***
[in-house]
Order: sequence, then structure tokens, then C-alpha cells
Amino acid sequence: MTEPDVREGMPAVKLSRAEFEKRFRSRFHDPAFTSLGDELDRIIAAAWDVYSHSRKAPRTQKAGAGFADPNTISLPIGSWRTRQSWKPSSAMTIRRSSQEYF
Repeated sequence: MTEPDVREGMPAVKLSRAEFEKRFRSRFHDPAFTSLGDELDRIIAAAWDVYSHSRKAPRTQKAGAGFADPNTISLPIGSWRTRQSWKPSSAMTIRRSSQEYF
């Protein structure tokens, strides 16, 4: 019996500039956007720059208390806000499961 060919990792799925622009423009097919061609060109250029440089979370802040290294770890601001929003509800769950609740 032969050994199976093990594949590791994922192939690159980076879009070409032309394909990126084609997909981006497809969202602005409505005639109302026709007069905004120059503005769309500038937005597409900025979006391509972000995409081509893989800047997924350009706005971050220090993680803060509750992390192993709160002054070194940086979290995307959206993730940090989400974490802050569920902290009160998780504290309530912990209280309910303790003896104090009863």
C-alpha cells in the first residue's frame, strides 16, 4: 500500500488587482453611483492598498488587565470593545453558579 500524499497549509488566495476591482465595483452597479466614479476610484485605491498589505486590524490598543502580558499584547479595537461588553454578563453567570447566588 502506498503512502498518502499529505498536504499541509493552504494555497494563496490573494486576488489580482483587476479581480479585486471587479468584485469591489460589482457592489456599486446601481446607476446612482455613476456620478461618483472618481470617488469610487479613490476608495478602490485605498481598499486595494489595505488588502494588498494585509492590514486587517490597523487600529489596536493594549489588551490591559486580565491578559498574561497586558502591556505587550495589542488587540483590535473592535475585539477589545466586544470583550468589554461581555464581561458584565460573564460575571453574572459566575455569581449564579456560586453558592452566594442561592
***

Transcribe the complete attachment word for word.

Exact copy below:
[in-house]
Order: sequence, then structure tokens, then C-alpha cells
Amino acid sequence: MTEPDVREGMPAVKLSRAEFEKRFRSRFHDPAFTSLGDELDRIIAAAWDVYSHSRKAPRTQKAGAGFADPNTISLPIGSWRTRQSWKPSSAMTIRRSSQEYF
Repeated sequence: MTEPDVREGMPAVKLSRAEFEKRFRSRFHDPAFTSLGDELDRIIAAAWDVYSHSRKAPRTQKAGAGFADPNTISLPIGSWRTRQSWKPSSAMTIRRSSQEYF
């Protein structure tokens, strides 16, 4: 019996500039956007720059208390806000499961 060919990792799925622009423009097919061609060109250029440089979370802040290294770890601001929003509800769950609740 032969050994199976093990594949590791994922192939690159980076879009070409032309394909990126084609997909981006497809969202602005409505005639109302026709007069905004120059503005769309500038937005597409900025979006391509972000995409081509893989800047997924350009706005971050220090993680803060509750992390192993709160002054070194940086979290995307959206993730940090989400974490802050569920902290009160998780504290309530912990209280309910303790003896104090009863």
C-alpha cells in the first residue's frame, strides 16, 4: 500500500488587482453611483492598498488587565470593545453558579 500524499497549509488566495476591482465595483452597479466614479476610484485605491498589505486590524490598543502580558499584547479595537461588553454578563453567570447566588 502506498503512502498518502499529505498536504499541509493552504494555497494563496490573494486576488489580482483587476479581480479585486471587479468584485469591489460589482457592489456599486446601481446607476446612482455613476456620478461618483472618481470617488469610487479613490476608495478602490485605498481598499486595494489595505488588502494588498494585509492590514486587517490597523487600529489596536493594549489588551490591559486580565491578559498574561497586558502591556505587550495589542488587540483590535473592535475585539477589545466586544470583550468589554461581555464581561458584565460573564460575571453574572459566575455569581449564579456560586453558592452566594442561592